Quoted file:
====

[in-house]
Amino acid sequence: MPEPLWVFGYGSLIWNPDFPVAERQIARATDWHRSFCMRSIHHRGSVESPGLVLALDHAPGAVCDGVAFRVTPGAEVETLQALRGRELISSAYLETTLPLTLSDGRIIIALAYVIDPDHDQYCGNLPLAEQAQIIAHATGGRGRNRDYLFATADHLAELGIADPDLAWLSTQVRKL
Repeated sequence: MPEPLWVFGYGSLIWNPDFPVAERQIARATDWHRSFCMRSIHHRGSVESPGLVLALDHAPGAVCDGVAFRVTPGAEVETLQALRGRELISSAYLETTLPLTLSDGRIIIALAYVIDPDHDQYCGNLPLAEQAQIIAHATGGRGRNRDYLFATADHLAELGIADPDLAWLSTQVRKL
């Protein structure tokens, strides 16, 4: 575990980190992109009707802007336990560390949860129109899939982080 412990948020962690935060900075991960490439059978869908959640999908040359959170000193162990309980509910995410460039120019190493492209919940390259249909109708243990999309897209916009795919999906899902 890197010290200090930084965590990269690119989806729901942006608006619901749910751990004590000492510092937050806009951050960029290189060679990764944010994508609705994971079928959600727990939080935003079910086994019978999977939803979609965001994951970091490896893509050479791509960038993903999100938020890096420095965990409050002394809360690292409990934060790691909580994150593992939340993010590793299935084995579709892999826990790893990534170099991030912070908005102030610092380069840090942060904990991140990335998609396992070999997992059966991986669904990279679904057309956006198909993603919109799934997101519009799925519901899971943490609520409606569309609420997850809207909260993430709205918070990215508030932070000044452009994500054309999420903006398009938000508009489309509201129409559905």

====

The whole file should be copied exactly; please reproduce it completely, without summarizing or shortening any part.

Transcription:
[in-house]
Amino acid sequence: MPEPLWVFGYGSLIWNPDFPVAERQIARATDWHRSFCMRSIHHRGSVESPGLVLALDHAPGAVCDGVAFRVTPGAEVETLQALRGRELISSAYLETTLPLTLSDGRIIIALAYVIDPDHDQYCGNLPLAEQAQIIAHATGGRGRNRDYLFATADHLAELGIADPDLAWLSTQVRKL
Repeated sequence: MPEPLWVFGYGSLIWNPDFPVAERQIARATDWHRSFCMRSIHHRGSVESPGLVLALDHAPGAVCDGVAFRVTPGAEVETLQALRGRELISSAYLETTLPLTLSDGRIIIALAYVIDPDHDQYCGNLPLAEQAQIIAHATGGRGRNRDYLFATADHLAELGIADPDLAWLSTQVRKL
């Protein structure tokens, strides 16, 4: 575990980190992109009707802007336990560390949860129109899939982080 412990948020962690935060900075991960490439059978869908959640999908040359959170000193162990309980509910995410460039120019190493492209919940390259249909109708243990999309897209916009795919999906899902 890197010290200090930084965590990269690119989806729901942006608006619901749910751990004590000492510092937050806009951050960029290189060679990764944010994508609705994971079928959600727990939080935003079910086994019978999977939803979609965001994951970091490896893509050479791509960038993903999100938020890096420095965990409050002394809360690292409990934060790691909580994150593992939340993010590793299935084995579709892999826990790893990534170099991030912070908005102030610092380069840090942060904990991140990335998609396992070999997992059966991986669904990279679904057309956006198909993603919109799934997101519009799925519901899971943490609520409606569309609420997850809207909260993430709205918070990215508030932070000044452009994500054309999420903006398009938000508009489309509201129409559905």